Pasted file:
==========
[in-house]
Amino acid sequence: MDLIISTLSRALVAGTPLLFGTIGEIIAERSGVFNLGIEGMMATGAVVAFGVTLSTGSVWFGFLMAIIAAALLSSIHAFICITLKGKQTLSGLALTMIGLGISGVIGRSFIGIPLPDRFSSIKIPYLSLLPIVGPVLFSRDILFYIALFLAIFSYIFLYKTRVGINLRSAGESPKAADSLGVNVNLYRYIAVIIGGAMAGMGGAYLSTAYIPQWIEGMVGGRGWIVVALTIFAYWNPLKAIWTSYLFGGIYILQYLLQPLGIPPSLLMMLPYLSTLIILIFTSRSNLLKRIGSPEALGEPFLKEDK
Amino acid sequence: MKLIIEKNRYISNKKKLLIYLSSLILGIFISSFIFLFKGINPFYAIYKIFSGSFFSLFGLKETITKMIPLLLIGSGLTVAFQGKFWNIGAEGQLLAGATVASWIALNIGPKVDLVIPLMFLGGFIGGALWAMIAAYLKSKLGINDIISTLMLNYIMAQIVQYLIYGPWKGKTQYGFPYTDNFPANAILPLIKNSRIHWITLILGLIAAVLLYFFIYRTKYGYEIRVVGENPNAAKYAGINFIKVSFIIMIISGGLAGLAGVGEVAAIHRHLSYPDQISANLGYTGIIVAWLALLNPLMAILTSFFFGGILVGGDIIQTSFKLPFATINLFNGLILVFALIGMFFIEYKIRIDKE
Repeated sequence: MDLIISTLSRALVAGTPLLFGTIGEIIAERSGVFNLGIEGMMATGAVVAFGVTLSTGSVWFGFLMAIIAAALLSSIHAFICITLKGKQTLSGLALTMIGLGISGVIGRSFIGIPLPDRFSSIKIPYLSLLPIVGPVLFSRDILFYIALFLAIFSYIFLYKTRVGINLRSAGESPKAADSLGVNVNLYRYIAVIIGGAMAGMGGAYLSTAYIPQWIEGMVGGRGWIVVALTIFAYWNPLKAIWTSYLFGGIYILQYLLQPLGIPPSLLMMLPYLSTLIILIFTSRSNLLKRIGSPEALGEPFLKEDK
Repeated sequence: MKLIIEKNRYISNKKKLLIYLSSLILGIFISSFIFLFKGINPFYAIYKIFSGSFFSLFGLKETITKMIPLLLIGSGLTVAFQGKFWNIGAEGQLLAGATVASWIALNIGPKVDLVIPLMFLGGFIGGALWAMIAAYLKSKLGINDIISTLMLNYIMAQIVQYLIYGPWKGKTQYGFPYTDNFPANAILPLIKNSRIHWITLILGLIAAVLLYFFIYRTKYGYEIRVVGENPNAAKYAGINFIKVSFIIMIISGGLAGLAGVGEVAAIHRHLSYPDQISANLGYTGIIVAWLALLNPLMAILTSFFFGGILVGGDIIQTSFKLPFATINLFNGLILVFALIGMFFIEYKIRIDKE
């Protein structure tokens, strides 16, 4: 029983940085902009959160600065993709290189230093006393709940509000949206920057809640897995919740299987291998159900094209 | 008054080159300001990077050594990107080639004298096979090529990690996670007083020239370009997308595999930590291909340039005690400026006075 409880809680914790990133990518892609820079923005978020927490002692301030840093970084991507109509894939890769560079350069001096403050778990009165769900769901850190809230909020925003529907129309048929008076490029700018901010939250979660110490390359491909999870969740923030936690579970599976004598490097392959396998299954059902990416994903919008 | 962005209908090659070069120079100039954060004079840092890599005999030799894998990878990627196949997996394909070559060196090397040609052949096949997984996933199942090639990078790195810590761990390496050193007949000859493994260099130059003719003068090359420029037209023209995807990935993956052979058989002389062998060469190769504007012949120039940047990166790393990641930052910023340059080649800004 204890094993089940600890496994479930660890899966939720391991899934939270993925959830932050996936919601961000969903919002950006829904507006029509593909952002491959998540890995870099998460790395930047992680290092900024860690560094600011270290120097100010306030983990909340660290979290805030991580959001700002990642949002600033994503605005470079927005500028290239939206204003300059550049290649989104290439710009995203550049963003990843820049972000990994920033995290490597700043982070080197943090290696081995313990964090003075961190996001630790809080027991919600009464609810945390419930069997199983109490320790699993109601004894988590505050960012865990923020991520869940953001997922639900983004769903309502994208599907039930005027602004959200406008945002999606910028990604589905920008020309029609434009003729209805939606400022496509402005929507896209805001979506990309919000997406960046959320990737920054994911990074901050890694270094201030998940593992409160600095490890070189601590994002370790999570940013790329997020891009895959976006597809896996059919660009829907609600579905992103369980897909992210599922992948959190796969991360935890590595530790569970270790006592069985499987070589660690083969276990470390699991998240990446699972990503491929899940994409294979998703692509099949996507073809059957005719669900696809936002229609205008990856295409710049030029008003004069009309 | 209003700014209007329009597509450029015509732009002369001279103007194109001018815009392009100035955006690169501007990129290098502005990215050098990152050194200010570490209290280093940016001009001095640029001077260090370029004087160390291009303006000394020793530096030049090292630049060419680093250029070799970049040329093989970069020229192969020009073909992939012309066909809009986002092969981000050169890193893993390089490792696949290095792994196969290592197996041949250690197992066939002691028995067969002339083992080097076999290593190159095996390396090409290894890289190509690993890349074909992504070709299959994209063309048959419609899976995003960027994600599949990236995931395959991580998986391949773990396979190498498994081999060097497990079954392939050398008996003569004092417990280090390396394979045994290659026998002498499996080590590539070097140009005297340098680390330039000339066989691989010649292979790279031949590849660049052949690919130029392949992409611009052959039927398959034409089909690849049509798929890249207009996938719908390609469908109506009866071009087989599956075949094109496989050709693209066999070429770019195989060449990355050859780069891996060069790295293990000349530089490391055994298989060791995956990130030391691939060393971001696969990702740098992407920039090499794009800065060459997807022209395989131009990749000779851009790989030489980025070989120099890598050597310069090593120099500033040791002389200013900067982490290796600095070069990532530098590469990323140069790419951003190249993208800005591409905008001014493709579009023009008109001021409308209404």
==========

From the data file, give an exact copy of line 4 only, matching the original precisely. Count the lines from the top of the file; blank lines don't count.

Repeated sequence: MDLIISTLSRALVAGTPLLFGTIGEIIAERSGVFNLGIEGMMATGAVVAFGVTLSTGSVWFGFLMAIIAAALLSSIHAFICITLKGKQTLSGLALTMIGLGISGVIGRSFIGIPLPDRFSSIKIPYLSLLPIVGPVLFSRDILFYIALFLAIFSYIFLYKTRVGINLRSAGESPKAADSLGVNVNLYRYIAVIIGGAMAGMGGAYLSTAYIPQWIEGMVGGRGWIVVALTIFAYWNPLKAIWTSYLFGGIYILQYLLQPLGIPPSLLMMLPYLSTLIILIFTSRSNLLKRIGSPEALGEPFLKEDK